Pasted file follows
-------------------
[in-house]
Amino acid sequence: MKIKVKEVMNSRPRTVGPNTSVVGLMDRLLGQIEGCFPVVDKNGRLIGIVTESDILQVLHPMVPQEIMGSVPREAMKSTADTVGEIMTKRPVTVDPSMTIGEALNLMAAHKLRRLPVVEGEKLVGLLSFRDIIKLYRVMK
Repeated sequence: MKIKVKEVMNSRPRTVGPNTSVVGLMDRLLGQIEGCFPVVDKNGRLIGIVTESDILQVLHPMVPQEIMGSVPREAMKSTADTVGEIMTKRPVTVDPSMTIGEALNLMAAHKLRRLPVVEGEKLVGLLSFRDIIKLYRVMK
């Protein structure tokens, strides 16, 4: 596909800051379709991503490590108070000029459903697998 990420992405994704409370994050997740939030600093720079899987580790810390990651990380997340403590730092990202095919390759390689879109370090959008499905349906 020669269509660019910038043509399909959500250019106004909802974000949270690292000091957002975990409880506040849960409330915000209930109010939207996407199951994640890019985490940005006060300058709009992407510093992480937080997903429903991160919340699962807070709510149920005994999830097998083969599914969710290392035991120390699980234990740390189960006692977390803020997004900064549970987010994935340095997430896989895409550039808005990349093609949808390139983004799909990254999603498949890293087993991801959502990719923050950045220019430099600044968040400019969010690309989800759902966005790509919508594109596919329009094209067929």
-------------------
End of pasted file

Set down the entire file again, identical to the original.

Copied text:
[in-house]
Amino acid sequence: MKIKVKEVMNSRPRTVGPNTSVVGLMDRLLGQIEGCFPVVDKNGRLIGIVTESDILQVLHPMVPQEIMGSVPREAMKSTADTVGEIMTKRPVTVDPSMTIGEALNLMAAHKLRRLPVVEGEKLVGLLSFRDIIKLYRVMK
Repeated sequence: MKIKVKEVMNSRPRTVGPNTSVVGLMDRLLGQIEGCFPVVDKNGRLIGIVTESDILQVLHPMVPQEIMGSVPREAMKSTADTVGEIMTKRPVTVDPSMTIGEALNLMAAHKLRRLPVVEGEKLVGLLSFRDIIKLYRVMK
């Protein structure tokens, strides 16, 4: 596909800051379709991503490590108070000029459903697998 990420992405994704409370994050997740939030600093720079899987580790810390990651990380997340403590730092990202095919390759390689879109370090959008499905349906 020669269509660019910038043509399909959500250019106004909802974000949270690292000091957002975990409880506040849960409330915000209930109010939207996407199951994640890019985490940005006060300058709009992407510093992480937080997903429903991160919340699962807070709510149920005994999830097998083969599914969710290392035991120390699980234990740390189960006692977390803020997004900064549970987010994935340095997430896989895409550039808005990349093609949808390139983004799909990254999603498949890293087993991801959502990719923050950045220019430099600044968040400019969010690309989800759902966005790509919508594109596919329009094209067929």